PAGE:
There has never been a moment in my life when the possibility of a war waged with invisible particles split open and set off against other particles, a war of instant annihilation, a war of mutual, total, omnivorous destruction, didn’t exist. Born in the last weeks of 1961, I was a child of the so-called Cold War, trained — without much opposition on my part — to hate Communists and Communism.
I still hate them, as well as their watered-down perversions, present in this country today. But that’s a story for another day.
The reason for this brief rumination on fission and fusion is my recent viewing of the film “Oppenheimer.” Like the documentary “To End All War: Oppenheimer and the Atomic Bomb,” Christopher Nolan’s magnum opus tells the intertwined stories of all the characters involved in the Manhattan Project. There is the drama of building the bomb, keeping secrets, worrying about leaks and spies, political hatreds, professional enemies, and unexpected loyalties and betrayals. There are love stories, possible suicides, alcoholism, mental anguish, and technological triumphs.
All of it is beautifully depicted by actors who seem to have been born for this film, these roles, this moment. And Cillian Murphy, who resurrects J. Robert Oppenheimer like a celluloid Lazarus, just earned himself next year’s Oscar Award for Best Actor. No one else need apply.
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As someone who never experienced the before, the pre-nuclear era, it was incredibly moving to see how the characters in this story, some of them manipulated like the human puppets attached to the strings of Aeschylus and Euripides, justified the unleashing of Promethean fire. The military saw it as necessary, and I agree with them. The scientists, at least most, looked upon the bomb as the culmination of their combined efforts, their shared genius, and I agree with them, too.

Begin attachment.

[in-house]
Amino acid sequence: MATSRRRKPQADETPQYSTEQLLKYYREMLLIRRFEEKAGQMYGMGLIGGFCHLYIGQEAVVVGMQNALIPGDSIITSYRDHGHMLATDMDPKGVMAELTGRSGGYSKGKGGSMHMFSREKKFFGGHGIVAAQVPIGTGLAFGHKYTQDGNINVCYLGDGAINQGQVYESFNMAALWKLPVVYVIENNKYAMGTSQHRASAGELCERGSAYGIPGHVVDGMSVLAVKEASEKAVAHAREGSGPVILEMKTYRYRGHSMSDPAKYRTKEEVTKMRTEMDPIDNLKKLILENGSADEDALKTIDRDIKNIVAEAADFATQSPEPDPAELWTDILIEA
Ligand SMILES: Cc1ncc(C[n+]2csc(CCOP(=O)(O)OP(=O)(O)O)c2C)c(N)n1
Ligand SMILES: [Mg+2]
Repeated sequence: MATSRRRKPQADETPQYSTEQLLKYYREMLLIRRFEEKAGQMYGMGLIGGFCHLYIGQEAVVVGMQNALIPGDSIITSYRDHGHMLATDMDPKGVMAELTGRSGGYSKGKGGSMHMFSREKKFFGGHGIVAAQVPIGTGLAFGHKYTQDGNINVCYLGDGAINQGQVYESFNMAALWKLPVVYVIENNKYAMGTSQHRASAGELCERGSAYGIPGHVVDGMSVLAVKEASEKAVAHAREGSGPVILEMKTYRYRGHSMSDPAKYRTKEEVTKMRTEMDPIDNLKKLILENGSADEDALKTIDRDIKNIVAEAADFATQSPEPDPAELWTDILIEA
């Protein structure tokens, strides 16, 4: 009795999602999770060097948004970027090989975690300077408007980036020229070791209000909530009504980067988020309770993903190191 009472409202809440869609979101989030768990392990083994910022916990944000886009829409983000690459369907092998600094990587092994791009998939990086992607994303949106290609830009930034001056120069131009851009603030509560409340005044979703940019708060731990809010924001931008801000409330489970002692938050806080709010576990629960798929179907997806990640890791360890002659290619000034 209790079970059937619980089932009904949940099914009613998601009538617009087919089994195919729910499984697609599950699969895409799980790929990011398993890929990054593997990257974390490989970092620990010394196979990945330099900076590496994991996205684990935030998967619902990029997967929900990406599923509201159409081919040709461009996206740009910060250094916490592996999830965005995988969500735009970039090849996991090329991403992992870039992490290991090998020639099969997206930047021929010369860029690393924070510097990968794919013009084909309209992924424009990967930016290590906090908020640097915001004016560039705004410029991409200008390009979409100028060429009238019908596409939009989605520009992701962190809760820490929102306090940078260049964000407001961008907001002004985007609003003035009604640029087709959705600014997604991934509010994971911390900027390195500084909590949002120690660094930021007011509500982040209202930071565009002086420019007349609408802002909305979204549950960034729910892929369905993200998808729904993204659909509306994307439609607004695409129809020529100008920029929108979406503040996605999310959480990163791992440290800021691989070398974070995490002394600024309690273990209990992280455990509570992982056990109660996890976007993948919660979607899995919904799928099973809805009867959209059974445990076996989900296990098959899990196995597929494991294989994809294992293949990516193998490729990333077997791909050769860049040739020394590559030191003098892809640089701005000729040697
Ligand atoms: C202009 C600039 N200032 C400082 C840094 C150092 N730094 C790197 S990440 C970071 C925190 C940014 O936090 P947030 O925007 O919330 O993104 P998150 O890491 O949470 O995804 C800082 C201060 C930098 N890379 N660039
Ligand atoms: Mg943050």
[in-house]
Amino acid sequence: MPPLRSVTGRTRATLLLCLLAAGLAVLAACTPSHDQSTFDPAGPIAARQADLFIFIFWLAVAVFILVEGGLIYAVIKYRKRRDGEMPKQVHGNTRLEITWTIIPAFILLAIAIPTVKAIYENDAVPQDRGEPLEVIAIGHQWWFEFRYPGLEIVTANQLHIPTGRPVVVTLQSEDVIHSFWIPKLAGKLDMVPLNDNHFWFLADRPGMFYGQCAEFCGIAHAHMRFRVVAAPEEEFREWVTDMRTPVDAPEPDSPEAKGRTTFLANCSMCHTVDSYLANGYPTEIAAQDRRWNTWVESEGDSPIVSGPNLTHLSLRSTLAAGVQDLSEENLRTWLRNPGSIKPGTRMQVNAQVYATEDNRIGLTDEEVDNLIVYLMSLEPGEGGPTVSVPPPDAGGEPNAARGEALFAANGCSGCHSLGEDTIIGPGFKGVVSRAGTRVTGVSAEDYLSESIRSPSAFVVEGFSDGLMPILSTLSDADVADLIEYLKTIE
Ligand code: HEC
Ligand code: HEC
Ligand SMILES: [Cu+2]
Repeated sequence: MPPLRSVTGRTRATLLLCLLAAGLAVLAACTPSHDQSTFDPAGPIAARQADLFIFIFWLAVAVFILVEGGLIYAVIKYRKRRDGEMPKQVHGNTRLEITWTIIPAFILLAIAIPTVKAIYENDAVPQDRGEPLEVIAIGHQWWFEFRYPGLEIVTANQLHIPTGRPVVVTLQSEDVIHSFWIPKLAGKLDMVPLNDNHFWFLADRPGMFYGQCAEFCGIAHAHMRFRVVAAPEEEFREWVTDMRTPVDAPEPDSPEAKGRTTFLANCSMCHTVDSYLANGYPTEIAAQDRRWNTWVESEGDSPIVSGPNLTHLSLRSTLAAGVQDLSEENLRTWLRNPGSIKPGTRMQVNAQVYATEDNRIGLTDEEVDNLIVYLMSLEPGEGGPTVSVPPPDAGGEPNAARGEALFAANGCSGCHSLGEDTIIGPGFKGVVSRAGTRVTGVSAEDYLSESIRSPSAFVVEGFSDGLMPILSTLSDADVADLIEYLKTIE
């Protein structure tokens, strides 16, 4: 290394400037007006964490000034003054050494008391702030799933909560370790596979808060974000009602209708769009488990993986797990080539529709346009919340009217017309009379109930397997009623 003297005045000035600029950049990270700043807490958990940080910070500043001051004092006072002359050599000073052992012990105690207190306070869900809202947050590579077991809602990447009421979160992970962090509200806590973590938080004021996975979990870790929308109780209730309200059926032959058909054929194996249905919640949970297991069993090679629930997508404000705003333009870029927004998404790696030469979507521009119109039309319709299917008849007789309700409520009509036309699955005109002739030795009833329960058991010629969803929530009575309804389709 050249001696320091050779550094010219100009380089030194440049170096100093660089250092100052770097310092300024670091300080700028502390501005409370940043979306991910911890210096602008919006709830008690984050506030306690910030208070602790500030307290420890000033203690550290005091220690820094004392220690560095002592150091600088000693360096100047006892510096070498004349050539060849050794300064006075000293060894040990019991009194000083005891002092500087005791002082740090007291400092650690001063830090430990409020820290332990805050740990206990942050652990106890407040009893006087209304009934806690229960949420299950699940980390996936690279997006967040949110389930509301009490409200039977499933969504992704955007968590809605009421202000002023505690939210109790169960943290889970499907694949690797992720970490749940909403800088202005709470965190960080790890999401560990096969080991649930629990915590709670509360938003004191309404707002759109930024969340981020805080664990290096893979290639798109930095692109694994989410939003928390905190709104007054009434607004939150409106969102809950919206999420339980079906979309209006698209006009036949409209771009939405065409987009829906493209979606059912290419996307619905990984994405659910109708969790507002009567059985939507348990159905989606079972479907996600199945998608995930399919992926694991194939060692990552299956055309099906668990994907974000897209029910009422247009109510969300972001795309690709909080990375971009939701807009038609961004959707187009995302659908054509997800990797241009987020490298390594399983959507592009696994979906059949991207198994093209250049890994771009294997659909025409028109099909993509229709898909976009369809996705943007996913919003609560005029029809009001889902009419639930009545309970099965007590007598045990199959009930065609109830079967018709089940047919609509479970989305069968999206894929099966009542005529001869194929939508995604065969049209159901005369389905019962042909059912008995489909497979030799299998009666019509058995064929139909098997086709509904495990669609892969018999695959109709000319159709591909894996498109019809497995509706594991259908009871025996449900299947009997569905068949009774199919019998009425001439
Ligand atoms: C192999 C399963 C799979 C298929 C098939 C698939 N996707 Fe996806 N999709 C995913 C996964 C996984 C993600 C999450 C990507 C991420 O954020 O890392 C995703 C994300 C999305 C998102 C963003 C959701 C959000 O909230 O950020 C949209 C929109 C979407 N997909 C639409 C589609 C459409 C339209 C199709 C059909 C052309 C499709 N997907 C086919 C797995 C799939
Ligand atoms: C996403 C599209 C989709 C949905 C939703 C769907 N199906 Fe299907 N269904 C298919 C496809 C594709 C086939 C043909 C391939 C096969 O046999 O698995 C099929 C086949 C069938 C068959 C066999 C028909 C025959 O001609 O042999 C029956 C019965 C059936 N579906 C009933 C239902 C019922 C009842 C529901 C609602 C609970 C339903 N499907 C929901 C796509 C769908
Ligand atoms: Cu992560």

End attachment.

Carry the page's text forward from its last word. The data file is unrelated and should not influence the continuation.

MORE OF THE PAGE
But Oppenheimer, and Neils Bohr before him, and Albert Einstein even further back, knew they would break the hinge on Pandora’s Box and create a world where any idea of a forced, unilateral peace would be impossible. The advent of nuclear warfare, weapons that harness the invisible to create the omnipotent, changed us forever.
I grew up in a country that was still a superpower, but one that could no longer impose conditions without compromise. My America no longer “owned” the powerful weapons of the universe. Due to the duplicity of spies, and the inevitable results of human ingenuity, other countries had the power to kill us while killing themselves, dragging us all into the maelstrom together.
The most poignant moments in “Oppenheimer” come as you see the film’s namesake, and a few of his colleagues, wrestle with the terrible truth that to save civilization, they needed to forever place it in an as yet undefined but always present, looming, future danger.
I was born in that danger. And yet I know that the great men and women who made those choices almost two decades before I was born guaranteed the survival of the world, vouchsafed to us the ability to avoid mutual destruction (if we took the time and employed the effort to make it happen), and did their best to show us why there were no other options.
The destruction in Hiroshima and Nagasaki will never be forgotten, and are not acceptable in a vacuum. In that vacuum, they are the definition of genocide. But when viewed in context, and against the background of these great minds struggling with few alternatives other than the sacrifice of these innocent caught up in their government’s crusade, the Enola Gay, the plane that dropped the bomb, was more Angel of Deliverance than of Death.
This movie reminded me that I need to be grateful that others made excruciating, tortured, moral choices, so that I would ultimately have choices of my own.
Christine Flowers is an attorney and lifelong Philadelphian. @flowerlady61